Ron Paul's Long Tail

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The Pareto
principle
, also known as the “80–20 rule,” is a business
model that holds that 80% of a company’s business comes from 20%
of its customers, or that 80% of its revenues come from 20% of its
products. In the Web 2.0 world, this model has been largely supplanted
by The Long
Tail
, graphically depicted in yellow below:


Picture
by Hay Kranen/PD

The portion
shaded yellow represents the many diverse elements that make up
business for a particular company. Elements that may be insignificant
in of themselves gain significance when taken as a whole.

The Internet
abounds with examples of the Long Tail at work. For example, most
of the revenue for Amazon.com comes not from best-sellers but from
more unique, specialty titles. Most of iTunes.com downloads are
not for hits, but for more obscure songs. In recent years, print
newspapers were undercut by smaller, niche-market, on-line upstarts,
which were in turn undercut by blogs. Attempts by newspapers to
emulate the competition and establish blogs have not had promising
returns.

The Pareto
principle seems to be the old paradigm in politics as well. A small
number of candidates in a given party account for most of the attention
given by the media. In turn, these candidates tend to play to the
middle, trying to reach a wide range of votes by appealing to what
are thought to be middle-of-the-road positions that won’t rock the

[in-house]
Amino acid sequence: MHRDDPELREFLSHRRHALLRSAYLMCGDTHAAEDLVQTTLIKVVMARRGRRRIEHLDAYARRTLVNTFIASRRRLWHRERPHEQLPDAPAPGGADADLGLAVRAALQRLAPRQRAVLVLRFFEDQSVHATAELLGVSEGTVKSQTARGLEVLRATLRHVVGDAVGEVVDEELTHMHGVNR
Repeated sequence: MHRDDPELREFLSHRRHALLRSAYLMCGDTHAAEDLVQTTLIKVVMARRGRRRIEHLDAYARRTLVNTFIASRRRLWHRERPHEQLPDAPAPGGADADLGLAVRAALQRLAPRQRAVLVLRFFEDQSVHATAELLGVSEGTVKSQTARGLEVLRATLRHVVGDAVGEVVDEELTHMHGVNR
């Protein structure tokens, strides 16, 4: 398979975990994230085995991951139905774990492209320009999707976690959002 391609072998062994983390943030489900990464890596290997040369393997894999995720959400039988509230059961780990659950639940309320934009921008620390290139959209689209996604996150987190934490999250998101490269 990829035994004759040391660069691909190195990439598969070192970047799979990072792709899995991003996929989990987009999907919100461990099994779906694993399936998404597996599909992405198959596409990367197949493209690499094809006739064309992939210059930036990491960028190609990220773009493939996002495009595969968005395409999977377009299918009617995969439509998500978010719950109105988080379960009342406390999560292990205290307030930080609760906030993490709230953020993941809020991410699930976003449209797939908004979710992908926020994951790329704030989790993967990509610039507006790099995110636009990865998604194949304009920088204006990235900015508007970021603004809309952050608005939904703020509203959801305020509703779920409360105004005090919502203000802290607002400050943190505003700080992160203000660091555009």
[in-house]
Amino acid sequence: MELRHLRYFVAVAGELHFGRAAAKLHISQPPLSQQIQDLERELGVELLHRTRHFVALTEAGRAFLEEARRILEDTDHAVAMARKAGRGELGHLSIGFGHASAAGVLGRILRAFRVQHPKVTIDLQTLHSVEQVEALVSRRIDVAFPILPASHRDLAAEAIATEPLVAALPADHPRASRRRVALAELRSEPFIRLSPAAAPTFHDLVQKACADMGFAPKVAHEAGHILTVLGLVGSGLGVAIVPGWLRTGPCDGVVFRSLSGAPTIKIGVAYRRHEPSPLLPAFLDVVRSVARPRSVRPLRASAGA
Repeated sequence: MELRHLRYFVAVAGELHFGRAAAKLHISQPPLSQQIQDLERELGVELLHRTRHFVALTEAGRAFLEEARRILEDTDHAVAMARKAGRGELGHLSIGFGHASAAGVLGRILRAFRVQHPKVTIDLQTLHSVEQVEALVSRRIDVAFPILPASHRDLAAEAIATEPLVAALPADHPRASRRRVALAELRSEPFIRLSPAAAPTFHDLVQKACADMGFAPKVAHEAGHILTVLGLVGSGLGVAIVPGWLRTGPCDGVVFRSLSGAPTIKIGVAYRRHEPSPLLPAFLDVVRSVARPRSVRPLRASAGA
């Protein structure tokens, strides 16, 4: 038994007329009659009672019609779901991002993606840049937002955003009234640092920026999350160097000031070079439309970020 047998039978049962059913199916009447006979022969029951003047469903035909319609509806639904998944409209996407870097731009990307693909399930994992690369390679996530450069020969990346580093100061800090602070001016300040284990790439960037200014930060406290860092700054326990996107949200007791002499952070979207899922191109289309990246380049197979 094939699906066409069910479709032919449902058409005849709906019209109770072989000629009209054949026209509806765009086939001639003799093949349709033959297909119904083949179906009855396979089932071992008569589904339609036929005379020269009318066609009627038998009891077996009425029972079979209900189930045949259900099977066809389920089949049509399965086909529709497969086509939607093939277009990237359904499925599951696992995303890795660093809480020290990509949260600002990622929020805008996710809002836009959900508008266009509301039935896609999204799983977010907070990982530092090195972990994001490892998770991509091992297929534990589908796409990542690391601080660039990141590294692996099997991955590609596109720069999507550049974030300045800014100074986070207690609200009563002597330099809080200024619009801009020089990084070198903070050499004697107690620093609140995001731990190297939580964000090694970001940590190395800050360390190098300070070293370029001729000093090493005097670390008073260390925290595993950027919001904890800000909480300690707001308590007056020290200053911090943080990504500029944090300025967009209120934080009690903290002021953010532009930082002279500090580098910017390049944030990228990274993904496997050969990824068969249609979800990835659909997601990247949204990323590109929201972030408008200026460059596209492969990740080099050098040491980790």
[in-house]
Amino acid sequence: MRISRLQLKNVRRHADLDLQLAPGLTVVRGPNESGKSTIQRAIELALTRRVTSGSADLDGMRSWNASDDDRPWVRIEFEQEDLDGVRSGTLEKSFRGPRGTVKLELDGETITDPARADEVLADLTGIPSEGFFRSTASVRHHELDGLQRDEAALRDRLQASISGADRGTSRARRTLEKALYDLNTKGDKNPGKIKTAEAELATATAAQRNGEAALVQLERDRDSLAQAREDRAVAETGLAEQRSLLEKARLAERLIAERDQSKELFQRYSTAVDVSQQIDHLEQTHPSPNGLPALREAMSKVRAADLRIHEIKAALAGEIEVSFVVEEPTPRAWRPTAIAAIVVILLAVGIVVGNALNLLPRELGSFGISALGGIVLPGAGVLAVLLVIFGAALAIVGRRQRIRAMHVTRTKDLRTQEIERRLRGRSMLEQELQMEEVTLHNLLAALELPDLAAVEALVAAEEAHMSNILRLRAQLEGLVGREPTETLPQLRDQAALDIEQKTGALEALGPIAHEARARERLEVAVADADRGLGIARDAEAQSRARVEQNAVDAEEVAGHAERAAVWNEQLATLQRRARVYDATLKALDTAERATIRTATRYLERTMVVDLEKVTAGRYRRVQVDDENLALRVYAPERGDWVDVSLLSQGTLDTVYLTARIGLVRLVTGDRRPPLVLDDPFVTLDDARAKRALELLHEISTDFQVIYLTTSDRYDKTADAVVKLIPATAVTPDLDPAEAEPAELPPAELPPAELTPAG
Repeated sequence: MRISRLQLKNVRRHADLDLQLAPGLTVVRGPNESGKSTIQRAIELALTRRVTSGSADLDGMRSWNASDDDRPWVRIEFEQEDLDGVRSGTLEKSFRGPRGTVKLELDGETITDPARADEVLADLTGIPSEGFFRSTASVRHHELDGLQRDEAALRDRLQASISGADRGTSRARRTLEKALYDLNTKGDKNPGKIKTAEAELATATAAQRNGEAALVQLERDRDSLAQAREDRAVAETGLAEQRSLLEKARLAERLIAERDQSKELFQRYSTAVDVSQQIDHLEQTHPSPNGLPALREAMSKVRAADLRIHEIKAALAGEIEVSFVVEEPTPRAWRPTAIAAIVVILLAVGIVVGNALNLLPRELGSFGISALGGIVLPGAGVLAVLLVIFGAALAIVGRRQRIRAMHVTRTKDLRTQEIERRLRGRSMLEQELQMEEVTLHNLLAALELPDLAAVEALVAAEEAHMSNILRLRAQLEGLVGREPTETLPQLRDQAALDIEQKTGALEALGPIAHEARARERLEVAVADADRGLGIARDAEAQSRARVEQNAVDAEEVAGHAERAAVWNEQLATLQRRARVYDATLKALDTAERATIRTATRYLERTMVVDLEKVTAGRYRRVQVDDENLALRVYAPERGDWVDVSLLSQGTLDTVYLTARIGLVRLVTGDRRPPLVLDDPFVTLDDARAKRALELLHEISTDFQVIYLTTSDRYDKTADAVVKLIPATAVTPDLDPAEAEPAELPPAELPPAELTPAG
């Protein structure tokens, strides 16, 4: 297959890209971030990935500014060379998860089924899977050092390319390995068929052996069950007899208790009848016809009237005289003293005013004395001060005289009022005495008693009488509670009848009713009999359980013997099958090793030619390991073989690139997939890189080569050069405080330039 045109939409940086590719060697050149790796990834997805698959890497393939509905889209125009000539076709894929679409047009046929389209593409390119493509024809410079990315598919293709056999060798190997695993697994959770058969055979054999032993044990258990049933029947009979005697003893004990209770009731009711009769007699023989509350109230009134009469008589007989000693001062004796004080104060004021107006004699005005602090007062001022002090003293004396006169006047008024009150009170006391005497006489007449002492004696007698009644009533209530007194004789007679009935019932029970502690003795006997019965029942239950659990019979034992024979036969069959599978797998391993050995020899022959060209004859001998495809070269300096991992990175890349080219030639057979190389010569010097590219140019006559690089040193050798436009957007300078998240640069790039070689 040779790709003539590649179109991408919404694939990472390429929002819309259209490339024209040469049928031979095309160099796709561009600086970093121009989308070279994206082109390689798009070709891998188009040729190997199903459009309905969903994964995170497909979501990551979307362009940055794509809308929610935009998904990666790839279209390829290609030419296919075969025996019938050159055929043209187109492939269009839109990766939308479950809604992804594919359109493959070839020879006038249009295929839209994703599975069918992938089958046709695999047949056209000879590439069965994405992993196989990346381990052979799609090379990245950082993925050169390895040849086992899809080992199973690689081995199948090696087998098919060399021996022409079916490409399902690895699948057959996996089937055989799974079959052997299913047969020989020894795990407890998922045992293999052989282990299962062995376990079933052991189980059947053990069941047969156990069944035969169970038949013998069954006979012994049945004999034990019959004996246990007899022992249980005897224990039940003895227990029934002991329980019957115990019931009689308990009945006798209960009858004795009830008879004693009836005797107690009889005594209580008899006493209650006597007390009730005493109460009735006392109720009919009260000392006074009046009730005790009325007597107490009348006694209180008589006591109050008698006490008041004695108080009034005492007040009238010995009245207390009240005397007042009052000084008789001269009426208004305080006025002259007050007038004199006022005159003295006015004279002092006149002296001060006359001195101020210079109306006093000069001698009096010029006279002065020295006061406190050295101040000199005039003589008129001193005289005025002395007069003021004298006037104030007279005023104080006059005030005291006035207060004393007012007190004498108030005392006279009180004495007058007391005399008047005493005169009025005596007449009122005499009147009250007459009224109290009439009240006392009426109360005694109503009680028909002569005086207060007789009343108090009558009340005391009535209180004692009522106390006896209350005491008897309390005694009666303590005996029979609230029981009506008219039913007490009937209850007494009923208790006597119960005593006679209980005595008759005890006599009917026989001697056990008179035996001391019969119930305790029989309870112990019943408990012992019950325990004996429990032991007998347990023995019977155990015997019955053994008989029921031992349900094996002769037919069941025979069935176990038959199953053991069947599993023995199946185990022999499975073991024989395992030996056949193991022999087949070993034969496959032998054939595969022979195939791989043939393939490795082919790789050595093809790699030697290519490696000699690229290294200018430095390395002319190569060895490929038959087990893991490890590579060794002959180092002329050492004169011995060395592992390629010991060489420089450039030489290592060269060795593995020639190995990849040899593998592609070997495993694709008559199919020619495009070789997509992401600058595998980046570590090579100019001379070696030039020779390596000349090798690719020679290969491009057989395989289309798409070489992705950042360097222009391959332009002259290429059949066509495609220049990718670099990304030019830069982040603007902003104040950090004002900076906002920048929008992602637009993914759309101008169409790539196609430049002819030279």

boat either way. Hillary, Giuliani, and Romney represent this paradigm.
Likewise, Fred Thompson has no substance, only image, and appeals
to the Pareto principle. Obama and Edwards appealed to it as well,
but as they are eclipsed by Hillary, they are looking to the Long
Tail for support.

Other candidates
are and always were Long Tail candidates. The Democrats have produced
two who are right about the war. Kucinich has put forth papers of
impeachment of the vice-president. Gravel has called his party’s
top-tier candidates unqualified to serve as president for their
lack of moral judgment in voting to enable the war. Yet the former’s
call for welfare statism and the latter’s hints at world government
will leave many, if not most, in the Long Tail cold.

Ron Paul is
the one candidate able to unite the diverse elements in the Long
Tail. His supporters range from strippers to evangelicals, from
gun-totters to peaceniks, and yet his message is as mainstream as
the Constitution. His libertarianism and federalism will drive crazy
the busy-bodies on the left and the right who want to impose their
vision on the rest of the country, but these same laissez-faire
ideals will unite those in the Long Tail who simply want the
federal government out of their lives. This is the key to Ron Paul’s
diverse range of supporters, and why they don’t mind spending time
together under the good doctor’s big tent.

But
his appeal is to mainstream America as well. What could be more
American than the Constitution? Attempts to discredit Ron Paul as
an extremist have largely failed, and his popularity is growing,
the media are giving him a fair shake, and other candidates are
aping him. However, attempts by the so-called “top-tier” candidates
to emulate his strategy have been as unsuccessful as big media’s
attempts at blogging. Ron Paul’s Long Tail will propel him to victory.

Acknowledgment:
This essay was inspired by a presentation by the author’s student,
Choi Jae Yong.

November
13, 2007

An American
Catholic son-in-law of Korea, Joshua Snyder [send
him mail
] lives with his wife and two children in Pohang, where
he serves as an assistant visiting professor of English at a science
and technology university. He blogs at The
Western Confucian
.

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